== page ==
Getting to know Estate Living’s COO, Louise Martin3rd Mar 2020
With a qualification in Art Direction and Design, Louise Martin travelled the world before returning to South Africa where she worked in the local film industry. She owes her multi-tasking and communications abilities to these years where she was responsible for a myriad different tasks within the art department. At age 36 she was ready for a change and joined Estate Living – and what lay ahead was a headlong tumble into the exciting world of property.
In 2010, Estate Living founder and CEO, Jaime-Lee Gardner, had spotted the growing trend of secure residential estates and set out to create a media service that would cater to their needs. Together over the years they built a consortium of business services, that would promote and grow residential community environments.
In the 10 years since, the media outlet has grown from producing magazines for some of South Africa’s first residential estates to providing a turnkey communications platform that includes print, digital, eventing, podcasts, videos and sales generation channels. Not limited to upmarket estates, Louise says, “Our goal is to provide one national voice for the entire residential estate market that touches on everything about community living from lifestyle to development challenges to knowing your rights and how to navigate the real challenges of community living.” In her role as COO, she’s responsible for client services and executing strategies devised for them. And it’s also all about getting the content out. “We put out a number of valuable stories a week and my role ensures that we deliver good quality content and strategic campaigns for our readers and client ,” she adds.
About what she likes about her role, Louise comments: “I like to empower people to make informed decisions that will benefit themselves and the communities they live in.” Estate Living’s clients include homeowners associations, estate managers, property developers and service providers.
Louise has owned a number of properties. On this particular asset as an investment she says: “Property is still a good investment as long as you don’t overcapitalise and you can be in it for the long game. The best property investments occur in areas that have strong community spaces and great school access.” She adds that we are seeing the highest growth within the secure environments which still yield a capital return in an economy that isn’t growing.
Speaking about her success as a business owner, Louise’s advice to other women looking to go it alone is to, ‘keep your eye on the ball at all times and don’t feel afraid to be the leader, and build a strong team around you. Have nerves of steel and always remember the reasons for starting your business, it will keep you from giving up’. Her last piece of advice: “Don’t let the haters in, just believe in your vision.”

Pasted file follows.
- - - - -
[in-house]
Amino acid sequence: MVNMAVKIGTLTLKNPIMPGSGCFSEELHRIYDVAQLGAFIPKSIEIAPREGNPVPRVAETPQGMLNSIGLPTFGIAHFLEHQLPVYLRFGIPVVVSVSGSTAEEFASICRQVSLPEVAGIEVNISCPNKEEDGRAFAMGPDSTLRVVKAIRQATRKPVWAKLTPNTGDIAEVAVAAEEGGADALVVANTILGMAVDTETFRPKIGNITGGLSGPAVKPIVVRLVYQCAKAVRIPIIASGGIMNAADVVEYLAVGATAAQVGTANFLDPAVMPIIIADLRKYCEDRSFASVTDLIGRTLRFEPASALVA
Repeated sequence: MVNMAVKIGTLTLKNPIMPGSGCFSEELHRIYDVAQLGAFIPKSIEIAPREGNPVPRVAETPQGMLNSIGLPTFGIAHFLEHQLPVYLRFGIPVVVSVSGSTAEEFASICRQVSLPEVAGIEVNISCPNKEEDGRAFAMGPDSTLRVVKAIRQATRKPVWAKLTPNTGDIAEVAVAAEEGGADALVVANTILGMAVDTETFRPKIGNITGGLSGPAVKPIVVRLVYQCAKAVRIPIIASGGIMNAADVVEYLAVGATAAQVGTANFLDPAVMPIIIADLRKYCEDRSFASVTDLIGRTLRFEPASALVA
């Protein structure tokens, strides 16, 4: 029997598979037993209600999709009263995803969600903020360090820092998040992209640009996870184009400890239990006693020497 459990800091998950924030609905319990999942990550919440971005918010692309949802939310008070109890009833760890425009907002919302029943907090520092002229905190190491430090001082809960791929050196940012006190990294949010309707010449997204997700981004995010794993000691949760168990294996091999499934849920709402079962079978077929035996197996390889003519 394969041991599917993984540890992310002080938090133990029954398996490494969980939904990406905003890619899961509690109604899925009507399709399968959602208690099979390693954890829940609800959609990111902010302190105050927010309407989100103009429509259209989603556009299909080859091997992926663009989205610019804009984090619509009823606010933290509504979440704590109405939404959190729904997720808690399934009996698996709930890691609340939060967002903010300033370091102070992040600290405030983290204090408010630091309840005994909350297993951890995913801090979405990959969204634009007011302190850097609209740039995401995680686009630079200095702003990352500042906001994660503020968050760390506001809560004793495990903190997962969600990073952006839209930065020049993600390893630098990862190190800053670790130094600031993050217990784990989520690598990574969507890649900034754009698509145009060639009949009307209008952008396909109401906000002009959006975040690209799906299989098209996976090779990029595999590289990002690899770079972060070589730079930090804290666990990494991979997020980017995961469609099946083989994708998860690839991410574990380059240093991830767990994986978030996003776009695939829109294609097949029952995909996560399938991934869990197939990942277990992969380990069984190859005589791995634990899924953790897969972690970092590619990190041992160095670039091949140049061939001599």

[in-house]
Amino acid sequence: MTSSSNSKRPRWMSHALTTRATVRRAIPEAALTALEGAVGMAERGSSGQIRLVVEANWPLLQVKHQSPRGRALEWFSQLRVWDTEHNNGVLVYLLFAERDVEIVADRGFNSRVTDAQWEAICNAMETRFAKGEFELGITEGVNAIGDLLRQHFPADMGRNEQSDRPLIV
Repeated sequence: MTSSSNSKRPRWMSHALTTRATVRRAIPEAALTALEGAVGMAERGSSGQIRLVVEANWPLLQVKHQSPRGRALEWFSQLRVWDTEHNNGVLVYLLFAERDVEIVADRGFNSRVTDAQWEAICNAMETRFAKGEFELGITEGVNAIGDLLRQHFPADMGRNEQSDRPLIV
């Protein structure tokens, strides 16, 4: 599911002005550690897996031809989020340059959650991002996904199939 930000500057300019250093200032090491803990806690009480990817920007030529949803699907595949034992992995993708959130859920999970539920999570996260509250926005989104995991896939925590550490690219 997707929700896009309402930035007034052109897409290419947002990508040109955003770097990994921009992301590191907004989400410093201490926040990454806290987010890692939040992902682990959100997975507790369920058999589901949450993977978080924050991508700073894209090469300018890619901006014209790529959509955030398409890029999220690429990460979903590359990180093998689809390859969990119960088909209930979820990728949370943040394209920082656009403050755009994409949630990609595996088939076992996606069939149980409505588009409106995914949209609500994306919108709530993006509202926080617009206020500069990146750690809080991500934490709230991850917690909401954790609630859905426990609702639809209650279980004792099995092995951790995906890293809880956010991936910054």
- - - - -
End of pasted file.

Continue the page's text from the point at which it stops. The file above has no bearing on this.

About her partnership with Jaime-Lee, Louise explains that it’s good to have a mix of strengths in a collaboration. “We play to each other’s strengths and that makes us a successful team,” she offers. For women making their way into property, Louise says, “Collaborate, collaborate, collaborate and be shrewd about the opportunities that come your way! More and more women are buying property and this is changing the market.”
Looking to the community Louise says that secure residential communities have changed as developers are forced to widen their product offering that includes lock-up-and-go’s, freestanding homes, retirement and sectional title offerings, commercial and retail, and importantly, more affordability. Technology that allows smart-enabled, digitally connected homes is also increasingly playing a part in this sector. “We’re seeing sectional title developments with properties under R3million blossom as more and more people opt for mixed-use communities that are safe, collaborative and convenient.”
About Estate Living’s role within this changing market, Louise is intent on continuing to provide value driven solutions for her clients and hopes to achieve this by truly understanding their needs. Plans to move into the international space are also on the cards. “For us placemaking is all about improving lives across all the different income brackets. By having honest and meaningful interactions with our clients, we believe we can create opportunities through our current infrastructure channels where everyone involved in the community development process comes out a winner,” she says.
On a personal front, Louise plans to keep working at being a better leader and finding balance between work, life and self. Travel features on her agenda as well as surviving the teenage years with her daughter.